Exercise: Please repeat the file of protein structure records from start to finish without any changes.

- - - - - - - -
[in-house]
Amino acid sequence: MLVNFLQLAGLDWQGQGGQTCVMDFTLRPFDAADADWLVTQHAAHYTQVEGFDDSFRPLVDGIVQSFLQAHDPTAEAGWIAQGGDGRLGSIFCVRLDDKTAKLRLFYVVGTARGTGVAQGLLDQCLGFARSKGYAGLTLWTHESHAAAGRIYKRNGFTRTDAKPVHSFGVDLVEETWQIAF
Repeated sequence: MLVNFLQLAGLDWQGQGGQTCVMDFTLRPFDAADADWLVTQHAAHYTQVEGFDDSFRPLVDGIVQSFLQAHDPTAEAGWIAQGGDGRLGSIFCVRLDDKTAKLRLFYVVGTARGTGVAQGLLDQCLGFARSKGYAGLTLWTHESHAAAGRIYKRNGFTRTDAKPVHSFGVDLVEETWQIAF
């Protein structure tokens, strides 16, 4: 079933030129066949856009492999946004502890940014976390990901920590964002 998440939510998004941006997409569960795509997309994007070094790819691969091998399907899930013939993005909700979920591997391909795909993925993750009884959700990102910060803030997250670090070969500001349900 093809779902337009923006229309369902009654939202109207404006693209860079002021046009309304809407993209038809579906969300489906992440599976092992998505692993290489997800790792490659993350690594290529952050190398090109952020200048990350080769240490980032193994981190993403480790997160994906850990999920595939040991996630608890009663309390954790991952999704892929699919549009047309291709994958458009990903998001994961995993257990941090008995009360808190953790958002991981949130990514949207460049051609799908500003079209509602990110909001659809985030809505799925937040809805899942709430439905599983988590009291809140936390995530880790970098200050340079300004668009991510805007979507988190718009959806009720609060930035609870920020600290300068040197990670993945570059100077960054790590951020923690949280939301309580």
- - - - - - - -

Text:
[in-house]
Amino acid sequence: MLVNFLQLAGLDWQGQGGQTCVMDFTLRPFDAADADWLVTQHAAHYTQVEGFDDSFRPLVDGIVQSFLQAHDPTAEAGWIAQGGDGRLGSIFCVRLDDKTAKLRLFYVVGTARGTGVAQGLLDQCLGFARSKGYAGLTLWTHESHAAAGRIYKRNGFTRTDAKPVHSFGVDLVEETWQIAF
Repeated sequence: MLVNFLQLAGLDWQGQGGQTCVMDFTLRPFDAADADWLVTQHAAHYTQVEGFDDSFRPLVDGIVQSFLQAHDPTAEAGWIAQGGDGRLGSIFCVRLDDKTAKLRLFYVVGTARGTGVAQGLLDQCLGFARSKGYAGLTLWTHESHAAAGRIYKRNGFTRTDAKPVHSFGVDLVEETWQIAF
């Protein structure tokens, strides 16, 4: 079933030129066949856009492999946004502890940014976390990901920590964002 998440939510998004941006997409569960795509997309994007070094790819691969091998399907899930013939993005909700979920591997391909795909993925993750009884959700990102910060803030997250670090070969500001349900 093809779902337009923006229309369902009654939202109207404006693209860079002021046009309304809407993209038809579906969300489906992440599976092992998505692993290489997800790792490659993350690594290529952050190398090109952020200048990350080769240490980032193994981190993403480790997160994906850990999920595939040991996630608890009663309390954790991952999704892929699919549009047309291709994958458009990903998001994961995993257990941090008995009360808190953790958002991981949130990514949207460049051609799908500003079209509602990110909001659809985030809505799925937040809805899942709430439905599983988590009291809140936390995530880790970098200050340079300004668009991510805007979507988190718009959806009720609060930035609870920020600290300068040197990670993945570059100077960054790590951020923690949280939301309580």